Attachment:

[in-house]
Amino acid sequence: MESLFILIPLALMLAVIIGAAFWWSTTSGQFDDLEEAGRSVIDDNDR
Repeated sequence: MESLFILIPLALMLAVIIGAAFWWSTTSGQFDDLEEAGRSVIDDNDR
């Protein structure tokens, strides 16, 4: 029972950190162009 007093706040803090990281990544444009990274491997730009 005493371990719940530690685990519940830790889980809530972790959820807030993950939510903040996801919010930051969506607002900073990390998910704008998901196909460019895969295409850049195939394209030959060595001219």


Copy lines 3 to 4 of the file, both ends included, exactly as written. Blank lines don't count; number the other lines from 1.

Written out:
Repeated sequence: MESLFILIPLALMLAVIIGAAFWWSTTSGQFDDLEEAGRSVIDDNDR
């Protein structure tokens, strides 16, 4: 029972950190162009 007093706040803090990281990544444009990274491997730009 005493371990719940530690685990519940830790889980809530972790959820807030993950939510903040996801919010930051969506607002900073990390998910704008998901196909460019895969295409850049195939394209030959060595001219």